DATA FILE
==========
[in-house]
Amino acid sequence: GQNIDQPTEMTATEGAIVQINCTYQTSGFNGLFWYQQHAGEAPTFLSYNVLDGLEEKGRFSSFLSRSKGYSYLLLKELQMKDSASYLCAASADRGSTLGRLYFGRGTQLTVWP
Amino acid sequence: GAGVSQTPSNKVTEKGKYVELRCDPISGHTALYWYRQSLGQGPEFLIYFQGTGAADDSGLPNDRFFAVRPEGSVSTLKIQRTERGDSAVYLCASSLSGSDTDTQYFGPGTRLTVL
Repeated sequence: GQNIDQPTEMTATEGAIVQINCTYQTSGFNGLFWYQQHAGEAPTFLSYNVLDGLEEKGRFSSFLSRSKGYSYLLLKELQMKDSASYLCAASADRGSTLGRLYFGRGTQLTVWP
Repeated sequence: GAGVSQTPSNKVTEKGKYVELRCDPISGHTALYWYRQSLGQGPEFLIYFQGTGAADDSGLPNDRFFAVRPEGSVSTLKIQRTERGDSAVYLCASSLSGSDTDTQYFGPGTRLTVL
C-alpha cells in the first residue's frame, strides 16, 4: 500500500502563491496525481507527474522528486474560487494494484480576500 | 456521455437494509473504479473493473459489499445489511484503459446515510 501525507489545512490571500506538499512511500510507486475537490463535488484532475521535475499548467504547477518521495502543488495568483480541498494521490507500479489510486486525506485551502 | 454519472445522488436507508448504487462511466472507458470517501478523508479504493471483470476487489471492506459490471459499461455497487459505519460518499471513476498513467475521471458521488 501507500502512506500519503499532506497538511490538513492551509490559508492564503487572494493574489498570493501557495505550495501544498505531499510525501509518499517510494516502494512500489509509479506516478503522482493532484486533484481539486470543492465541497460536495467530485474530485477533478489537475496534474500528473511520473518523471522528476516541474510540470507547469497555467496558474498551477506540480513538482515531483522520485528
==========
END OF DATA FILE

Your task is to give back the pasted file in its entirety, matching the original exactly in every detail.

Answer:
[in-house]
Amino acid sequence: GQNIDQPTEMTATEGAIVQINCTYQTSGFNGLFWYQQHAGEAPTFLSYNVLDGLEEKGRFSSFLSRSKGYSYLLLKELQMKDSASYLCAASADRGSTLGRLYFGRGTQLTVWP
Amino acid sequence: GAGVSQTPSNKVTEKGKYVELRCDPISGHTALYWYRQSLGQGPEFLIYFQGTGAADDSGLPNDRFFAVRPEGSVSTLKIQRTERGDSAVYLCASSLSGSDTDTQYFGPGTRLTVL
Repeated sequence: GQNIDQPTEMTATEGAIVQINCTYQTSGFNGLFWYQQHAGEAPTFLSYNVLDGLEEKGRFSSFLSRSKGYSYLLLKELQMKDSASYLCAASADRGSTLGRLYFGRGTQLTVWP
Repeated sequence: GAGVSQTPSNKVTEKGKYVELRCDPISGHTALYWYRQSLGQGPEFLIYFQGTGAADDSGLPNDRFFAVRPEGSVSTLKIQRTERGDSAVYLCASSLSGSDTDTQYFGPGTRLTVL
C-alpha cells in the first residue's frame, strides 16, 4: 500500500502563491496525481507527474522528486474560487494494484480576500 | 456521455437494509473504479473493473459489499445489511484503459446515510 501525507489545512490571500506538499512511500510507486475537490463535488484532475521535475499548467504547477518521495502543488495568483480541498494521490507500479489510486486525506485551502 | 454519472445522488436507508448504487462511466472507458470517501478523508479504493471483470476487489471492506459490471459499461455497487459505519460518499471513476498513467475521471458521488 501507500502512506500519503499532506497538511490538513492551509490559508492564503487572494493574489498570493501557495505550495501544498505531499510525501509518499517510494516502494512500489509509479506516478503522482493532484486533484481539486470543492465541497460536495467530485474530485477533478489537475496534474500528473511520473518523471522528476516541474510540470507547469497555467496558474498551477506540480513538482515531483522520485528